St. Felix of Nola

When I was converting to the Catholic faith, St. Felix was one of the first saints I learned about. Mostly because, as a horror writer and bug lover, I was Googling things like "spookiest Catholic saints". 

Nonetheless, the scant details of St. Felix's life are an inspiration today, and a lesson about facing our fears and trusting in God. And it's just cool that there's a patron saint of spiders.

Lifetime: ~200 to ~250
Region: Nola, Campania, Italy
Patronages: Spiders; Against eye disease; Nola, Italy
Iconograpy: Spider or spider web; Prison chains; Grapes 
Feast Day: January 14 

Felix, in a refrain that is very common among early church saints, grew up wealthy, but sold off his estate and gave his money and possessions to the poor. He soon became the assistant to the local bishop Maximus (who himself would go on to be canonized as well). I don't want to gloss over that, though, just because it was common among the canon. Could you imagine growing up in a millionaire's household, with all the niceties of life, and willingly giving it all away because of the gospel? To go from being set for life, to never being sure whether you'll get your next meal, voluntarily?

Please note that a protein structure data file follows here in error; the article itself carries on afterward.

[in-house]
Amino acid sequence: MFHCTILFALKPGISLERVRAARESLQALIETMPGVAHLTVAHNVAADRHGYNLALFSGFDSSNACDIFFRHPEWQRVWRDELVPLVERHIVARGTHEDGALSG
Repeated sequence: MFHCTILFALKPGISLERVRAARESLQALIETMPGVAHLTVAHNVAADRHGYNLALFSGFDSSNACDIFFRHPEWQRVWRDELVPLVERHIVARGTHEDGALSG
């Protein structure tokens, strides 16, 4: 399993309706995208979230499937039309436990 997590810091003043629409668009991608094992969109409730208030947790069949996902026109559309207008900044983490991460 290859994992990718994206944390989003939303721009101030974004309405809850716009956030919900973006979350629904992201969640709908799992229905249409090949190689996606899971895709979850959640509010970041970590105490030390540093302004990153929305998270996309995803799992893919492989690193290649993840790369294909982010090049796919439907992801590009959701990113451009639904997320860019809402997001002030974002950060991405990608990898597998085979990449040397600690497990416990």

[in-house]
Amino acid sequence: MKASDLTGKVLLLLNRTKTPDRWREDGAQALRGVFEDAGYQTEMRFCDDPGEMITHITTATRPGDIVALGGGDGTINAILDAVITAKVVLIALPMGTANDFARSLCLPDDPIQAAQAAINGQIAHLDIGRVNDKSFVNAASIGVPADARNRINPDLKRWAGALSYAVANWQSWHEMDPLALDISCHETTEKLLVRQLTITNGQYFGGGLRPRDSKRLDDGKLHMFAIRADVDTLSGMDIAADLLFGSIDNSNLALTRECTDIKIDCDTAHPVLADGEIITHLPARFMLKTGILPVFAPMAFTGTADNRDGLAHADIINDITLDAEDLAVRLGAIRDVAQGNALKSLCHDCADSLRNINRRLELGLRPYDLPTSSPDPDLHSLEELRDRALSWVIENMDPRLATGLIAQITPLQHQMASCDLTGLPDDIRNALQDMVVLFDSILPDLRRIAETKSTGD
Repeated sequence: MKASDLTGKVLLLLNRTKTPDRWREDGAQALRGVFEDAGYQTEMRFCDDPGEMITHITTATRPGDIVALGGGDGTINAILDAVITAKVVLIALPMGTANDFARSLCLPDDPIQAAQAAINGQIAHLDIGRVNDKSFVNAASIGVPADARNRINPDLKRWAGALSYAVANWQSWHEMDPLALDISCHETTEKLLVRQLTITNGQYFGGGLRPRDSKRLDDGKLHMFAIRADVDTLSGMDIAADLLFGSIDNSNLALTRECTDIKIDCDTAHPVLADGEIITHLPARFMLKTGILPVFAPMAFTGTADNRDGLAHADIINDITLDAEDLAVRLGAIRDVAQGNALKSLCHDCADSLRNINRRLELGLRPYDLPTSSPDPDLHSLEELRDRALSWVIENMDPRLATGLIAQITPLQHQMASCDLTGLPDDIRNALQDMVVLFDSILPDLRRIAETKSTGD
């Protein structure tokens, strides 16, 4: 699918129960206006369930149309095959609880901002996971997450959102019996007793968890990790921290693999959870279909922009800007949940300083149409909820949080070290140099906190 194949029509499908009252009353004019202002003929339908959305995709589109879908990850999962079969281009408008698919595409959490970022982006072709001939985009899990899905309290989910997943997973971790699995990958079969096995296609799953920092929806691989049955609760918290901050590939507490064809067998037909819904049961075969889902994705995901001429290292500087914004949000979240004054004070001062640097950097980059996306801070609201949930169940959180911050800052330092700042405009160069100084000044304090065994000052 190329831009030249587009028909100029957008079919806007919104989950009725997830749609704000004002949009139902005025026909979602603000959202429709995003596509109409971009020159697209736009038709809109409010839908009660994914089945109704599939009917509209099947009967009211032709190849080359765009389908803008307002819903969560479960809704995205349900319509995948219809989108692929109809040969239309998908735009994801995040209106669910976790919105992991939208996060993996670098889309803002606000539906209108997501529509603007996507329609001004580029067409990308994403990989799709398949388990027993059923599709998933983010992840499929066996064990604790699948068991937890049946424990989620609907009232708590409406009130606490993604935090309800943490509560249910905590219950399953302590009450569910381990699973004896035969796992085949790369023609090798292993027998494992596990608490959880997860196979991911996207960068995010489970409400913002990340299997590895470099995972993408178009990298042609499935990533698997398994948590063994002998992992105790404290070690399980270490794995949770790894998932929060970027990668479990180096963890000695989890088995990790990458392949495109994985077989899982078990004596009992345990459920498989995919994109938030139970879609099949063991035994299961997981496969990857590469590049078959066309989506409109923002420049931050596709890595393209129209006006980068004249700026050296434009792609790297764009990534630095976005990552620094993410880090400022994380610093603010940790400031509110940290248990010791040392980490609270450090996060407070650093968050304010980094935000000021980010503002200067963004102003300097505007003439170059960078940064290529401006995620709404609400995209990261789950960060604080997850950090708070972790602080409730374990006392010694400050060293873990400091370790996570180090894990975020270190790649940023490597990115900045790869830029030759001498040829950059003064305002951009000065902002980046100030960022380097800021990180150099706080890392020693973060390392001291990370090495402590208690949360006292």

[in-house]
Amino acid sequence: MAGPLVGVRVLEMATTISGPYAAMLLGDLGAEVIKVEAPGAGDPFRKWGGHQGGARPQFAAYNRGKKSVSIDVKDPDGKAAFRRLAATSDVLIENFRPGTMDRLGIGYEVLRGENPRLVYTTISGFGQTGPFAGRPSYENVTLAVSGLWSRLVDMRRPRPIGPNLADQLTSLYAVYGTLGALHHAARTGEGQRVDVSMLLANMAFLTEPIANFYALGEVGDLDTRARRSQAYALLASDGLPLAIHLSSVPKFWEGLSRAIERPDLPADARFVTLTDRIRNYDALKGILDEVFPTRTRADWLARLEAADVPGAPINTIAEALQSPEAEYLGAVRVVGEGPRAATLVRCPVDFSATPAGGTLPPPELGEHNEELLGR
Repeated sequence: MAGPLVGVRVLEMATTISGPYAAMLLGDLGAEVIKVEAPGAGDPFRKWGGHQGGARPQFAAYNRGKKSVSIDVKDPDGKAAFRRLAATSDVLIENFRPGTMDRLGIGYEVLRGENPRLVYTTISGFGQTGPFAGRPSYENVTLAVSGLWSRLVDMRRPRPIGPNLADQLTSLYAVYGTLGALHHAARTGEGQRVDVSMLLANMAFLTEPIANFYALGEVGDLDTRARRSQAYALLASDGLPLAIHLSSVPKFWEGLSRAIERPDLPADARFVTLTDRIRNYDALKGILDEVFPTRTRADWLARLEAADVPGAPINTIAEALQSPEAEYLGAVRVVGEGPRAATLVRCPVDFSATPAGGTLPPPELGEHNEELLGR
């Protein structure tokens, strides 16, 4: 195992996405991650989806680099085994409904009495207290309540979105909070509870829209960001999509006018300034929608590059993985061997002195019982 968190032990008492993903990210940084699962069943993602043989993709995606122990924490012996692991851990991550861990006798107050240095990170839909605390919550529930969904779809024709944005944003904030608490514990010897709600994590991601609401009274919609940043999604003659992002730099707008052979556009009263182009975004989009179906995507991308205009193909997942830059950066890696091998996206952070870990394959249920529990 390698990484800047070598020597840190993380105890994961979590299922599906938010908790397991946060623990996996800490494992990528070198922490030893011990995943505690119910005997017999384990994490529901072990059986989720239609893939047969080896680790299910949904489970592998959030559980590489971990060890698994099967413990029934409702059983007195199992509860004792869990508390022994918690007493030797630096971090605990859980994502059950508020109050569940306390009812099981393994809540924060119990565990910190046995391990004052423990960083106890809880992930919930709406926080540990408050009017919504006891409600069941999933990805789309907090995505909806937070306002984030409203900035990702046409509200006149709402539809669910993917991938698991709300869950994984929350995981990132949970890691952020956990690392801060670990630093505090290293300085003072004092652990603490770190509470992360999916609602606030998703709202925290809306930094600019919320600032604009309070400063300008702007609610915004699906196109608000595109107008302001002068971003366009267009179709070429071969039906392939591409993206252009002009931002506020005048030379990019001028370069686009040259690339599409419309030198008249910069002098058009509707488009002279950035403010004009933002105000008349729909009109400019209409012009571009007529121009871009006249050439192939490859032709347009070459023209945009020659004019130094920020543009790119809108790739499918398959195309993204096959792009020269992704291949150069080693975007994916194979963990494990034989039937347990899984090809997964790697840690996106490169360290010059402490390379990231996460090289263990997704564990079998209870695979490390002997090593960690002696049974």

However, when his bishop had to go into hiding, Felix stayed behind, where he was beaten and imprisoned. An angel released him from his cell so that he could help the bishop, but his escape didn't give him much lead time on the Roman guards who wanted him in jail.

Felix took his bishop into an abandoned building, covered with cobwebs, but the centurions were not far behind him. He feared that they would see the house had been disturbed and would seize them both. But rather than panic, Felix and the bishop prayed for deliverance, and their prayers were answered in a very unusual way.

The spirit of God came upon the spiders living in the house, and they spun their webs far more quickly than previously possible, covering the doorway with fresh webs as if Felix and the bishop had never entered. When the soldiers arrived, they saw the webs covering the door to the house and concluded nobody could have entered it. They left, continuing their search elsewhere.

Felix and the bishop remained in hiding for several years, until a new emperor changed the law so that practicing the Christian faith was no longer illegal.

After the bishop died, many wanted Felix to become the next bishop of Nola, but he declined. There was another local priest who had been ordained only a week before Felix, so Felix insisted that it was right that that priest should become the next bishop instead. So Felix went back to farming what was left of his father's land, giving most of the proceeds away to the poor.

It's unclear whether Felix died of old age, or if he was arrested again and executed, but regardless, it is clear that Felix's faith and humility make great examples to us today.

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